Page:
“Life here is hell,” says Eli Zagzag, a resident of Sderot for thirty-six years. “People here go about like the dead. Their legs move but they don’t care about anything anymore.”
Zagzag wants the Israeli government to respond to these attacks in a manner that will show the Palestinians that there is a price to pay for each attack on his city. “The country should do what it is supposed to do,” he asserts. “I just want to sit in quiet. Just the minimum. I want to leave my home for the makolet [local grocery store] and arrive [there] in peace. I want to be able to invite my kids’ friends over.”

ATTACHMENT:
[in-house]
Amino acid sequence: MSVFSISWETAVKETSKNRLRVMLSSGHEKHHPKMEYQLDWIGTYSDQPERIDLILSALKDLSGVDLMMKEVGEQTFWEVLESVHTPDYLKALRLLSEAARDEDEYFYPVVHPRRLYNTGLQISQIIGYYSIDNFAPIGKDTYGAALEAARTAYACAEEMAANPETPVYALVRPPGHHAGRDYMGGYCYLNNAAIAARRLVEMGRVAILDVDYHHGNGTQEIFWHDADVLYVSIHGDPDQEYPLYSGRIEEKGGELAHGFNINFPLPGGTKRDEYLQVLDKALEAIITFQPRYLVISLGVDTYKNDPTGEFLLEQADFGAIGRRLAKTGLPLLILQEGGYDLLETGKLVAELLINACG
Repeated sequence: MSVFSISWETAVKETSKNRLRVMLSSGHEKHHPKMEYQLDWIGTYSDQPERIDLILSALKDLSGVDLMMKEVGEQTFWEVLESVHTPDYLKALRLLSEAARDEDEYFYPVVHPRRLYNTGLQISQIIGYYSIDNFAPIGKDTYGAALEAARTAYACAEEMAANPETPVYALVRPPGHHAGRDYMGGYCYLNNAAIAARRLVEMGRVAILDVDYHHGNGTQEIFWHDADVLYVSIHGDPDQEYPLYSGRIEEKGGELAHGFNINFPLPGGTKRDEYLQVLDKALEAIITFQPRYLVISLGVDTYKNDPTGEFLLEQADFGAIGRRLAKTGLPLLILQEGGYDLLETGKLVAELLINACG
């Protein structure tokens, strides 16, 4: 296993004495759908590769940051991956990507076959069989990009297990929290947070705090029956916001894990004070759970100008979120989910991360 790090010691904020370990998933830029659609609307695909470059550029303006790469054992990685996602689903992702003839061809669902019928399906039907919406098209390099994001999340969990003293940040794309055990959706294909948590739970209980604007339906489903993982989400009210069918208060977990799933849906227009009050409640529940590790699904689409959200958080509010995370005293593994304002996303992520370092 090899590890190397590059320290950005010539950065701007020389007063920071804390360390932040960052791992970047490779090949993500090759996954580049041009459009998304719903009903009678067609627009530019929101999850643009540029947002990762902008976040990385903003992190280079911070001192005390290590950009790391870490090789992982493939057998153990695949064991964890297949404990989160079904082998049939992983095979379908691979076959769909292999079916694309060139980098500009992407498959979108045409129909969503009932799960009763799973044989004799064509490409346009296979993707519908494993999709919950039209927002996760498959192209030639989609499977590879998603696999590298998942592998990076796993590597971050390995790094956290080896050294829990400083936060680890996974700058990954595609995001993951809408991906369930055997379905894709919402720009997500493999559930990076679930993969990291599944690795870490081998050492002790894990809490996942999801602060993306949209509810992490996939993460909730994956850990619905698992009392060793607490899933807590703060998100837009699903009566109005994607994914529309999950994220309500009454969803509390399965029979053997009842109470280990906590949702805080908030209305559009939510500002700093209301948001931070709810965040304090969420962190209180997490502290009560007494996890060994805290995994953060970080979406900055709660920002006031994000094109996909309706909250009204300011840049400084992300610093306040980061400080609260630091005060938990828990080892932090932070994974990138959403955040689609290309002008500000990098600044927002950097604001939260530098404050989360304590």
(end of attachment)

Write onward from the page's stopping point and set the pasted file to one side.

He sometimes considers moving to another city, but decides against it because his family’s entire social network, as well as their employment, is in Sderot. “Besides, what would it look like to my neighbors if suddenly I’ve disappeared and moved? The whole neighborhood would feel disheartened [that I’ve given up],” he adds.
Zagzag, a former soldier in the tanks division who was once stationed in Gaza, cannot understand why the State of Israel will not defend Sderot. “I call upon my government, “Why are you not defending me? Where is the Israel of the days of yore?” he questions, reminiscing about the time when Israel would respond to its enemies “just for thinking about attacking.” Zagzag admits to losing more and more confidence in the State of Israel, and says he solely puts his hope in the Almighty.